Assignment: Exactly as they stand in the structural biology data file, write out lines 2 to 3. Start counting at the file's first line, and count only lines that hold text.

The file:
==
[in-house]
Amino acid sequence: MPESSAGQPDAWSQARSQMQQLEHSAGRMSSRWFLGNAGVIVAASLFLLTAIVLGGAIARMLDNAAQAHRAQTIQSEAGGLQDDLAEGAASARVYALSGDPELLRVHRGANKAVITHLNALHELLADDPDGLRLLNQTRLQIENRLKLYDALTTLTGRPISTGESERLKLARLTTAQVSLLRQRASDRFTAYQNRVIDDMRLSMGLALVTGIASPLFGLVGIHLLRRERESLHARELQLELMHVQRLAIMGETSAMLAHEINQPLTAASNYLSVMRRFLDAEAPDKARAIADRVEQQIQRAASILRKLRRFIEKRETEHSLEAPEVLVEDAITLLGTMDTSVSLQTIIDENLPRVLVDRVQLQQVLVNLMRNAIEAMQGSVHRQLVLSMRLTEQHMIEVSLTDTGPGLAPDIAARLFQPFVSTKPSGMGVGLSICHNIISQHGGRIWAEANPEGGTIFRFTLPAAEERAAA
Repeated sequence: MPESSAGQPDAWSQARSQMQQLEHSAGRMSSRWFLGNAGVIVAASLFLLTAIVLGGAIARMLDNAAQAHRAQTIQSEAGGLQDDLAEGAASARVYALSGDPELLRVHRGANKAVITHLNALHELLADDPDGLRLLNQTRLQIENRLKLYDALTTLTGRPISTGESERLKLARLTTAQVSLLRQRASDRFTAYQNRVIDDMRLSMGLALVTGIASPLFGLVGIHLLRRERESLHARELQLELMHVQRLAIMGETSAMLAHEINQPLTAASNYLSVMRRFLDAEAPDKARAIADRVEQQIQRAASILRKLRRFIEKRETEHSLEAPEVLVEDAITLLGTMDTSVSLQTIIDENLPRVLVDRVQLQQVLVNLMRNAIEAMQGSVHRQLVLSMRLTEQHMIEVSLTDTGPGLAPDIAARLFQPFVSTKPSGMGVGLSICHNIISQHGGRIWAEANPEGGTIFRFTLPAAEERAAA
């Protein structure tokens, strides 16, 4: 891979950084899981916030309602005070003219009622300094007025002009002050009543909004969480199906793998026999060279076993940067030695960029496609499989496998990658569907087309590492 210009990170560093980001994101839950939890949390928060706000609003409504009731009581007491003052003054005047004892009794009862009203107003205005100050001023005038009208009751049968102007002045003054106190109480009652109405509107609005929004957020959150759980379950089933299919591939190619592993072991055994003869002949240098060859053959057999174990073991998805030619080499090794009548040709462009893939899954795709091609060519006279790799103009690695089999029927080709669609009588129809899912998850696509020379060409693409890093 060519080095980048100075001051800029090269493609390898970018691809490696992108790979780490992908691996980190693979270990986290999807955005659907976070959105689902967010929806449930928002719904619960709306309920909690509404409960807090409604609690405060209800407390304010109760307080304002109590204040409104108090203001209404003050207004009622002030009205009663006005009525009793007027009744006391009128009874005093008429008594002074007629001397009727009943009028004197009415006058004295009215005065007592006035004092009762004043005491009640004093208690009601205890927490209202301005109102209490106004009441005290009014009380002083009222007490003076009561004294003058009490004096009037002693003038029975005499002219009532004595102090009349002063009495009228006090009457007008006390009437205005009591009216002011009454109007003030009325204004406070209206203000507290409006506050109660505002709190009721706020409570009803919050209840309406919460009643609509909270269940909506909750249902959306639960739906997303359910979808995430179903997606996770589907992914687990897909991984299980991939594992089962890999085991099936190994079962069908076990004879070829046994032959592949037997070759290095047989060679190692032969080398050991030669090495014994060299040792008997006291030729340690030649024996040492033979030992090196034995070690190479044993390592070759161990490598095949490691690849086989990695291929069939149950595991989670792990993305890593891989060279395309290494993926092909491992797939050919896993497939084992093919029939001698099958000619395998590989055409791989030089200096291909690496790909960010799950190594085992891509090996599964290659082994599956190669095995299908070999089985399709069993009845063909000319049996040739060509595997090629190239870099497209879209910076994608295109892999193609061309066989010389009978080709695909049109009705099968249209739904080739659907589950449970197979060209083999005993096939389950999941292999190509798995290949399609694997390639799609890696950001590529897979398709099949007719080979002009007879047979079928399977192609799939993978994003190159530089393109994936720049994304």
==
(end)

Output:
Amino acid sequence: MPESSAGQPDAWSQARSQMQQLEHSAGRMSSRWFLGNAGVIVAASLFLLTAIVLGGAIARMLDNAAQAHRAQTIQSEAGGLQDDLAEGAASARVYALSGDPELLRVHRGANKAVITHLNALHELLADDPDGLRLLNQTRLQIENRLKLYDALTTLTGRPISTGESERLKLARLTTAQVSLLRQRASDRFTAYQNRVIDDMRLSMGLALVTGIASPLFGLVGIHLLRRERESLHARELQLELMHVQRLAIMGETSAMLAHEINQPLTAASNYLSVMRRFLDAEAPDKARAIADRVEQQIQRAASILRKLRRFIEKRETEHSLEAPEVLVEDAITLLGTMDTSVSLQTIIDENLPRVLVDRVQLQQVLVNLMRNAIEAMQGSVHRQLVLSMRLTEQHMIEVSLTDTGPGLAPDIAARLFQPFVSTKPSGMGVGLSICHNIISQHGGRIWAEANPEGGTIFRFTLPAAEERAAA
Repeated sequence: MPESSAGQPDAWSQARSQMQQLEHSAGRMSSRWFLGNAGVIVAASLFLLTAIVLGGAIARMLDNAAQAHRAQTIQSEAGGLQDDLAEGAASARVYALSGDPELLRVHRGANKAVITHLNALHELLADDPDGLRLLNQTRLQIENRLKLYDALTTLTGRPISTGESERLKLARLTTAQVSLLRQRASDRFTAYQNRVIDDMRLSMGLALVTGIASPLFGLVGIHLLRRERESLHARELQLELMHVQRLAIMGETSAMLAHEINQPLTAASNYLSVMRRFLDAEAPDKARAIADRVEQQIQRAASILRKLRRFIEKRETEHSLEAPEVLVEDAITLLGTMDTSVSLQTIIDENLPRVLVDRVQLQQVLVNLMRNAIEAMQGSVHRQLVLSMRLTEQHMIEVSLTDTGPGLAPDIAARLFQPFVSTKPSGMGVGLSICHNIISQHGGRIWAEANPEGGTIFRFTLPAAEERAAA